Transit priority solutions improve the speed and reliability of bus and streetcar service. Giving buses or streetcars priority on a street can be achieved through a range of solutions.

Transit priority solutions specific to each community will be identified for the roadways that score highest in the evaluation in Phase 3, through extensive study, design work and consultation with the public. The transit priority solutions for specific roadways are not being selected in the current phase (Phase 2).

Once implemented, the success of transit priority roadways will be determined by assessing bus reliability, travel times for buses and autos, average wait time for buses and positive impacts on equity.

Examples of priority solutions that may be implemented include:

Bus Bays

A bus stop that requires a bus to leave the travel lane to load and unload.

Bus Bulbs

An extension of a sidewalk that allows buses to load and unload without leaving the travel lane.

Far-Side Stops

Public transit stops are located after the intersection. This allows public transit vehicles to pass through a signalized intersection without stopping beforehand and potentially missing a green light cycle.

Near-Side Stops

Public transit stops that are located before an intersection. This allows public transit to take advantage of a red phase at a traffic signal in order to board and alight passengers.

Queue Bypass Lane

A dedicated public transit or turning lane that allows public transit vehicles to bypass traffic queues through a signalized intersection, typically with a  receiving lane on the other side of the intersection.

Queue Jump Lane

A dedicated public transit or turning lane at a signalized intersection that allows public transit vehicles to avoid traffic queues, typically with a bus-only traffic signal phase that allows buses to proceed ahead of general traffic.

Signs & Pavement Markings

Using road signs and pavement markings to clearly identify lanes that have restrictions and/or limited users. For example, high-occupancy vehicle or dedicated lanes are typically marked with a different kind of striping to make clear that the lane has limited users.

Traffic Signal Coordination

Provides vehicles with as many green signals as possible to ensure vehicles are able to travel quickly along a roadway. This minimizes travel time in the coordinated direction but needs to be carefully managed when two major roadways intersect.

Transit Signal Priority

Changes to traffic signal timings that reduce the time that public transit vehicles spend waiting at red lights.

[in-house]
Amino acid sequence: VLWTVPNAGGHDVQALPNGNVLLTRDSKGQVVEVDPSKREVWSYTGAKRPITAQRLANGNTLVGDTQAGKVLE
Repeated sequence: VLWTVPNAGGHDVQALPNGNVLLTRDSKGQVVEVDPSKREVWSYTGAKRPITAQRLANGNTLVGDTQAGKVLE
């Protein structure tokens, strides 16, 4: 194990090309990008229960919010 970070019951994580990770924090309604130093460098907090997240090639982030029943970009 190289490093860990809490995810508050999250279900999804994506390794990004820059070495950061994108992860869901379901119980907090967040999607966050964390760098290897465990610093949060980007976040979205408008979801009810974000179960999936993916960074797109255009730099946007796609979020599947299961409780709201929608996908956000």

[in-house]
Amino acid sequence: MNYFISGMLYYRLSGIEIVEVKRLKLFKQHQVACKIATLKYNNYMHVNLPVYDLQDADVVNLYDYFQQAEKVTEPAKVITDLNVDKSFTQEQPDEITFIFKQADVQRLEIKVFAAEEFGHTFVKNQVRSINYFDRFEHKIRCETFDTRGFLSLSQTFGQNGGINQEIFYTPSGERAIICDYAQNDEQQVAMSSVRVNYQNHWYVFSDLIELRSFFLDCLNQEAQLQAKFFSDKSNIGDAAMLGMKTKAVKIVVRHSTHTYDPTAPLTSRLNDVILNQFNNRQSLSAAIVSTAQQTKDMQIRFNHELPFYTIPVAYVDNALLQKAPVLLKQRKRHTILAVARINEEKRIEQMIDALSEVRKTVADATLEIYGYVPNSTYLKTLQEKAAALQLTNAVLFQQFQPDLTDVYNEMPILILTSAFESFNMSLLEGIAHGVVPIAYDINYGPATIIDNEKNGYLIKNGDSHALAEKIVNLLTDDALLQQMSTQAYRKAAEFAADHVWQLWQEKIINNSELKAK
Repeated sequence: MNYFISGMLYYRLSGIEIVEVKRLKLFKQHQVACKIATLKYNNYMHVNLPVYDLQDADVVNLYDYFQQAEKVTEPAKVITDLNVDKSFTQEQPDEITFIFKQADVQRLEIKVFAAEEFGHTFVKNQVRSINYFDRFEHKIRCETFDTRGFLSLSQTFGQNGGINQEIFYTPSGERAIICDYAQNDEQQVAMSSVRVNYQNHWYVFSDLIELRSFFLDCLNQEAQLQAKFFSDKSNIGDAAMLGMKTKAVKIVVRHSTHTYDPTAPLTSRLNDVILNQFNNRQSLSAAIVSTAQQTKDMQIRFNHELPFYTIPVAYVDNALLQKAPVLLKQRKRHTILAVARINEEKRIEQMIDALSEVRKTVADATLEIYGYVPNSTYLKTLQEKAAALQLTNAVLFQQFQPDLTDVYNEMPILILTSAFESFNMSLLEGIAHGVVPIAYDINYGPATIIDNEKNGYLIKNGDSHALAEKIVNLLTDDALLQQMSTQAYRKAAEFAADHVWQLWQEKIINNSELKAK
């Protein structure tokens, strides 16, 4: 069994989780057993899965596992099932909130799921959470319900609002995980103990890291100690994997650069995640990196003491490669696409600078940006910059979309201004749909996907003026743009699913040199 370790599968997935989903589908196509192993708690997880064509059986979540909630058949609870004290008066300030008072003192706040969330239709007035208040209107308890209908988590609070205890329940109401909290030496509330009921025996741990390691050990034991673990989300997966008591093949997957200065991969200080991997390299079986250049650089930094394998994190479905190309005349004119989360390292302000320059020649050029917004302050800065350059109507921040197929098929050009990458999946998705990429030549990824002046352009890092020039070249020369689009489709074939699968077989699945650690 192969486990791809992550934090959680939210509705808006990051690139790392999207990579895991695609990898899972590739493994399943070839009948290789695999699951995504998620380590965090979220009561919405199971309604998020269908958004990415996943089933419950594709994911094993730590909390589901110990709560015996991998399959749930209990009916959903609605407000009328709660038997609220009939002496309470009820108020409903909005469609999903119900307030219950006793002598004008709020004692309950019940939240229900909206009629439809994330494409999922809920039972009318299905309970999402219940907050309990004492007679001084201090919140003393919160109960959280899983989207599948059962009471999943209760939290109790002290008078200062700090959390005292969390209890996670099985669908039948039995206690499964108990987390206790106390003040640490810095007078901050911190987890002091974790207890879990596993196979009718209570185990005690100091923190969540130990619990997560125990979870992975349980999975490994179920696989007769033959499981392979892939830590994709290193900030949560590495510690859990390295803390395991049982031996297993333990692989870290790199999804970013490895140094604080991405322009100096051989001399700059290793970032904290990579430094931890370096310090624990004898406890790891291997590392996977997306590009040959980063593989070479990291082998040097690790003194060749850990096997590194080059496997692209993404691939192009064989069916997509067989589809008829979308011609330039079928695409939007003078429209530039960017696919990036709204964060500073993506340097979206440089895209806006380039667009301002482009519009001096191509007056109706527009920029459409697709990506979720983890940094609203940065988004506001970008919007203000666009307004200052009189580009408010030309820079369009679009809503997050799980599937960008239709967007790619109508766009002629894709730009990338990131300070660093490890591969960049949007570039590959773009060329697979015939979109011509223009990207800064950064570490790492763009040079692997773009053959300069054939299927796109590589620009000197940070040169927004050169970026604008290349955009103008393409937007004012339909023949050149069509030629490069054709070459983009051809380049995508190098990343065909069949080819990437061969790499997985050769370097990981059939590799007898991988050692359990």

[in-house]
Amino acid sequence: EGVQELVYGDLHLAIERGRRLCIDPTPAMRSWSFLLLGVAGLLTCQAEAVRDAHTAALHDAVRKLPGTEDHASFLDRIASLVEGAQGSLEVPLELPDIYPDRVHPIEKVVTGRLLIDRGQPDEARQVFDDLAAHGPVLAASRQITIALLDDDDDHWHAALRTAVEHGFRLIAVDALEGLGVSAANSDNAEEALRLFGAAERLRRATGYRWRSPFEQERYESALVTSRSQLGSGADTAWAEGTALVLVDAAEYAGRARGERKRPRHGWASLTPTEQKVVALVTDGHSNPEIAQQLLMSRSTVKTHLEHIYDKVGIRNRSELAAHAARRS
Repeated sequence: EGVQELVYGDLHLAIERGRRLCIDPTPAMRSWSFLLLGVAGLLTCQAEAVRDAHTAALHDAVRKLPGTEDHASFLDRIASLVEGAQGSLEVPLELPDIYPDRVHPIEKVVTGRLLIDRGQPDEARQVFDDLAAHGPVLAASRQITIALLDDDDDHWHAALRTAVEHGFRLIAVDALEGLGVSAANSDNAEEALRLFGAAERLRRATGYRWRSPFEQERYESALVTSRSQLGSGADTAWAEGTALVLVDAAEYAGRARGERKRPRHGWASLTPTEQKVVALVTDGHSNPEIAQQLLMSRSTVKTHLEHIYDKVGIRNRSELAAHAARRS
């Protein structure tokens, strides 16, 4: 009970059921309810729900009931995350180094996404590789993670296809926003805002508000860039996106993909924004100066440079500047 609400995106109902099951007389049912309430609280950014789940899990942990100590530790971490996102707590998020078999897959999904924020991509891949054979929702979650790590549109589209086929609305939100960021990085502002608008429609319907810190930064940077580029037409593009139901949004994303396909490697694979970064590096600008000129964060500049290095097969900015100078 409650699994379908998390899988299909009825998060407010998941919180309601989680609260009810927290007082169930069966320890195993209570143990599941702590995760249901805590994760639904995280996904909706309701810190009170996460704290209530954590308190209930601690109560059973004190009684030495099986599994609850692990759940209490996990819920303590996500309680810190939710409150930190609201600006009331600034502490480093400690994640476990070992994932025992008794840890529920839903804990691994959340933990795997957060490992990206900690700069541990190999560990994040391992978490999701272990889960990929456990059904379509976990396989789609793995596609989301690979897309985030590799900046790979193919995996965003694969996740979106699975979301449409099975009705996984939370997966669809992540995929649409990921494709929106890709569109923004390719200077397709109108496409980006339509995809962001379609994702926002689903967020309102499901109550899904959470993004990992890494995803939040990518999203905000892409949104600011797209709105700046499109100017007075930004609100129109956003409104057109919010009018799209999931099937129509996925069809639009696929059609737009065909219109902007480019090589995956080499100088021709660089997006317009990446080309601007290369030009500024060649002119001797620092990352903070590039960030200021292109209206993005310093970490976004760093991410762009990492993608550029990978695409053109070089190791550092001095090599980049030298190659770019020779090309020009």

A queue jump lane allows buses to manoeuvre around an extended through-traffic queue, load/unload passengers and proceed ahead of the general traffic queue.
Example of a queue jump lane paired with a near-side transit stop. Illustration: Metrolinx.
A queue by-pass lane allows buses to manoeuvre around an extended through-traffic queue, proceed through the intersection with assistance of transit signal priority, and load/unload on the far-side of an intersection in a receiving bus-only lane
Example of a bypass lane paired with a far-side transit stop. Illustration: Metrolinx.
Bus pulling into bus bulb with car behind it.
Example of a bus bulb. Illustration: Metrolinx.
Buses moving into bus bays to stop at a bus stop
Example of a bus bay. Illustration: Metrolinx.

Contra-Flow Bus Lanes

A dedicated transit lane for buses that travels in the opposite direction to adjacent traffic.

Curbside Bus Lanes

A dedicated outside lane beside the curb for bus use only.

High-Occupancy Vehicle (HOV) Lanes

Lanes reserved for transit use or shared with bicycles, taxis and vehicles with three or more passengers. Lanes can be reserved full-time or only be reserved for specific times of the day or days of the week.

Offset Bus Lanes

A dedicated inside lane (i.e. not in the median or curb) for bus use only.

Transit Malls

A repurposed roadway, typically in downtown areas, that is used by public transit and closed off to general traffic.

A bus travelling on the RapidTO: Eglinton East Bus Lanes identifed by the red pavement paint and markings.
Example of a curbside bus lane: RapidTO: Eglinton East Bus Lanes (Toronto, ON).
A bus driving towards an intersection on an offset bus lane
Example of an offset bus lane, which allows for curbside parking or loading: Webster Avenue in the Bronx (New York, NY). Photo: Metrolinx.
25B Don Mills bus travelling in the HOV lanes on Don Mills Road. Other vehicles are travelling in the same direction, adjacent to the curb lane that the HOV lane is using.
Example of an HOV lane: Don Mills Rd / Overlea Blvd / Pape Ave, between Finch Ave E and Danforth Ave (Toronto, ON).
People boarding/alighting a streetcar on King Street
Example of transit mall: King Street Transit Priority Corridor (Toronto, ON).